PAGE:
In general, I agree that the natural world isn’t at all sentimental. If the butterflies disappear, they won’t mind. The few who will try to make their yearly rendezvous with milkweed will seem pitiful when, as happens all the time, city workers clearing out weeds from a park destroy scores of milkweed plants along with everything else. But the butterflies won’t feel pity for themselves. The bees too won’t mind not being here anymore when for instance national, state, and city officials don’t act to stop the use of chemicals it’s all but certain are causing immense damage to hives all over the country. But I don’t agree that nothing much will be lost.

In the last couple of years, we’ve lost almost half the old meadow to the construction of a dog run, which was enthusiastically supported by everyone except those of us who already ran our dogs down here. Up went fences, down went an enormous amount of brush and grass and clover and vine so that humans could bring their dogs down here for contained outdoor exercise. How could you complain about that? It’s brought some people together who might not have talked to one another before.

But it’s also a huge loss for the insects and the birds and the rabbits who made the trail a real place of wonder and delight. It’s a more human place now. The amount of plastic, as poop bags, as destroyed toys, and as the usual plastic human garbage of wrappers and bottles and cigarette packs, has increased. Garbage cans had be put up at regular intervals on the path. And this year, in order to empty all that trash most easily, the city workers have started driving their trucks up along the tracks and finally over the last remaining part of the meadow, crushing the clover and Queen Anne’s lace and assorted flowers indiscriminately. Because it’s the easiest way to deal with the problem of garbage of course, and apparently not one of the men is able to see that what they’re driving over is something and not just weeds.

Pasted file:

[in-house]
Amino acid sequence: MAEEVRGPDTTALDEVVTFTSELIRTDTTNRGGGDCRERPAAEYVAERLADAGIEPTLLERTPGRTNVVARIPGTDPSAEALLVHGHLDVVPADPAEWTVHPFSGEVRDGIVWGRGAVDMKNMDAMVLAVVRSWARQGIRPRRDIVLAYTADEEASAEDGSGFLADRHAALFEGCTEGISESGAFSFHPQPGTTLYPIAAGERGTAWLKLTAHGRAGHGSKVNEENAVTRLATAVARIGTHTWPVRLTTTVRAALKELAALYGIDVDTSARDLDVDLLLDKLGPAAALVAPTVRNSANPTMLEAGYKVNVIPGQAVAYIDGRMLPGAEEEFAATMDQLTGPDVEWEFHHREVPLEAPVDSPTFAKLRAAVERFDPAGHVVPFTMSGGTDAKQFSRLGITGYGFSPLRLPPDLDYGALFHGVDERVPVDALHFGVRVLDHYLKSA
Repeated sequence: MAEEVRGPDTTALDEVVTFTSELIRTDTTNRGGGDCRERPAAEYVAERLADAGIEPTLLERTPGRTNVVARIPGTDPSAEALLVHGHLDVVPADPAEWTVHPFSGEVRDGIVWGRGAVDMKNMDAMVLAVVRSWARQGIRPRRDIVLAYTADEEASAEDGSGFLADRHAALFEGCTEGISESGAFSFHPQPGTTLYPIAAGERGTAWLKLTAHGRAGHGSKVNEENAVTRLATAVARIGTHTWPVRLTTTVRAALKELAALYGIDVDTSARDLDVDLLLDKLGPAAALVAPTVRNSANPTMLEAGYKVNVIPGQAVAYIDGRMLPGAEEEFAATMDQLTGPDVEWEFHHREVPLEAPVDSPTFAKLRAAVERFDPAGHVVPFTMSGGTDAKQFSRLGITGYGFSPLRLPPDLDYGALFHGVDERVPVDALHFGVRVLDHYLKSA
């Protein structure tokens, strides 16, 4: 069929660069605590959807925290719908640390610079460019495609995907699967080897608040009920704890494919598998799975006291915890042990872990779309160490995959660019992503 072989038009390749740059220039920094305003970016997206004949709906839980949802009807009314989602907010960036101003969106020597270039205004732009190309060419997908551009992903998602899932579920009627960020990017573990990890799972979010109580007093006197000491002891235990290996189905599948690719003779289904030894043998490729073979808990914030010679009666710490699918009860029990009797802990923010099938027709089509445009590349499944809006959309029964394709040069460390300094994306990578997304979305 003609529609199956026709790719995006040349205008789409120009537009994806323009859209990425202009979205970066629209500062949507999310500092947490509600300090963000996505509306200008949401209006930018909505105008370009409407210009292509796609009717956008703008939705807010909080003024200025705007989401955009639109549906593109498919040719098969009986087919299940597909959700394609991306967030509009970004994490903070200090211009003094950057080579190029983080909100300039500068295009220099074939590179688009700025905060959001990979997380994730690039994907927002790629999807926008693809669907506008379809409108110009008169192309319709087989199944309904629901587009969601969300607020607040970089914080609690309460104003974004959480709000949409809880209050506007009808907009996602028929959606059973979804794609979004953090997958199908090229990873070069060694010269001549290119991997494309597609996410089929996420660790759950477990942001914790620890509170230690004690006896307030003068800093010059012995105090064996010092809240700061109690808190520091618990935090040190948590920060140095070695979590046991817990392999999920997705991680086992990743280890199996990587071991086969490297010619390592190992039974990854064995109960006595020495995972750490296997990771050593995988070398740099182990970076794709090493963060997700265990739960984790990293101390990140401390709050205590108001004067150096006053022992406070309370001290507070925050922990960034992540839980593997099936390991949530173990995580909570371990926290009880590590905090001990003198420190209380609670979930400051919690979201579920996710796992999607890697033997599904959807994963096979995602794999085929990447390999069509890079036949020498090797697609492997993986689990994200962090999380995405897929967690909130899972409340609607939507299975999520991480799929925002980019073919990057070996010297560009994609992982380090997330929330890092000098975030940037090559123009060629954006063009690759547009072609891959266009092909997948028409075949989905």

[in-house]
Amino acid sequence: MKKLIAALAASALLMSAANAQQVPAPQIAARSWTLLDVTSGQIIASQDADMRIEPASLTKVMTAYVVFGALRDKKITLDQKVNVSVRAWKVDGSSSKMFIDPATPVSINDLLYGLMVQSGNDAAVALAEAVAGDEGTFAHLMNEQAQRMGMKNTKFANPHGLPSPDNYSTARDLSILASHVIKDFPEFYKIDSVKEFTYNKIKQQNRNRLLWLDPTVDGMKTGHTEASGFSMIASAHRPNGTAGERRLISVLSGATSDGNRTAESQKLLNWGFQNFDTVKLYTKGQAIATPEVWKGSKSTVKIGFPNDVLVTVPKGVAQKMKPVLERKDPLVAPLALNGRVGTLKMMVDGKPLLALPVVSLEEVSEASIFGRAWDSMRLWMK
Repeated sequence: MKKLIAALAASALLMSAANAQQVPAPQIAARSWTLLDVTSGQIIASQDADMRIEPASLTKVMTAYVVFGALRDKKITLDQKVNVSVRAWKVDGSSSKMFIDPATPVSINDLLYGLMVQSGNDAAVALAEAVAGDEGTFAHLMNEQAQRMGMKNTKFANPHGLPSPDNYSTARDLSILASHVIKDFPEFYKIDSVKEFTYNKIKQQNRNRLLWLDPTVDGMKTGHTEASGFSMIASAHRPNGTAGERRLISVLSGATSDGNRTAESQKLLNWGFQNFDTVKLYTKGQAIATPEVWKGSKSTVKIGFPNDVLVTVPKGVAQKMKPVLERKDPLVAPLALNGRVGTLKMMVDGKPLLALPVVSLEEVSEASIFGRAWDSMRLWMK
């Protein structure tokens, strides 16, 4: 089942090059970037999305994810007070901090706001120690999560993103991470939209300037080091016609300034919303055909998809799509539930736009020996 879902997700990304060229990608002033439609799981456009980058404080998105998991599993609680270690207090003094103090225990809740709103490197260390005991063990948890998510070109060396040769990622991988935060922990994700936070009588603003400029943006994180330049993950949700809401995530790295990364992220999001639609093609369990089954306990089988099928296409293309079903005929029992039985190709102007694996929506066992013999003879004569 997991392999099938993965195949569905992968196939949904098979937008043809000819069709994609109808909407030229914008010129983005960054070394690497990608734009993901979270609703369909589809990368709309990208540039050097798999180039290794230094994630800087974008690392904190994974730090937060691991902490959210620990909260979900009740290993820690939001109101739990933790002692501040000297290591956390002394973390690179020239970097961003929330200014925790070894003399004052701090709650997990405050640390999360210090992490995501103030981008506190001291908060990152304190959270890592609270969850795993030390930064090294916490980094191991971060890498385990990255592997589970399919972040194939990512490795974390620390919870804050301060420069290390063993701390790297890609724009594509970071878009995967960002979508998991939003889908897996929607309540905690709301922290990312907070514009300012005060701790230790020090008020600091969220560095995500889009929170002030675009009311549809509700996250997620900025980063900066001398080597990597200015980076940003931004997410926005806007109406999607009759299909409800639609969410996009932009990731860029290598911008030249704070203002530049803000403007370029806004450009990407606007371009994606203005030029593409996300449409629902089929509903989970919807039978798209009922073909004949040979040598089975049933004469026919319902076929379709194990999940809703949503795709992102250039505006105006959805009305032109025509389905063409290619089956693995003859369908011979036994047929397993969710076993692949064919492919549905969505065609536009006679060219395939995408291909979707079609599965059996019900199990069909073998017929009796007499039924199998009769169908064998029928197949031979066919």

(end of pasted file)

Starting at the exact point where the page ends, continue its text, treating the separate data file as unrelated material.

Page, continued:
I despair often about humanity. I have so many friends who are good, kind, thoughtful beings who give me hope, but I know that my friends have little control over the world. We want to do our work, writing, reading, thinking deeply about the uses and abuses of language’s power. In so many ways, we’re like bees ourselves, going out into the world and bringing back into classrooms and coffeehouses and kitchens small bits of news to share. We describe, we take photos with our iPhones, we invent petitions, we gather signatures. We have done great work. We contribute to a cross-pollination of the world’s ideas, voices, cultures, experiences. We create art out of ordinary experience.

But those who want the easiest way forward, who think the easiest thing to do is the only thing that can be done seem unconvinced. In my university, we can all see the administration’s move to make everything about profit, as opposed to education. There is a certain level beyond which most people don’t want to consider the consequences of their actions. I’d love to say it’s only certain billionaires who in fact have lost all connection to what’s real and are only after an abstraction–Wealth– but it also seems true of the maintenance guys who didn’t have to drive over the clover in order to get to the garbage cans. So many of us are tired and feel as if we can only really deal with one problem at a time. If you’re worried about your job, why consider the difference between a milkweed and nightshade? If you can’t imagine paying off your college debt, why imagine the long-term effects one species’ extinction might cause? Most people can’t even tell the difference between bees, wasps, hornets, and certain other winged creatures. They swat whatever looks like it might sting. How to break that habit? How to leave some wildness alone?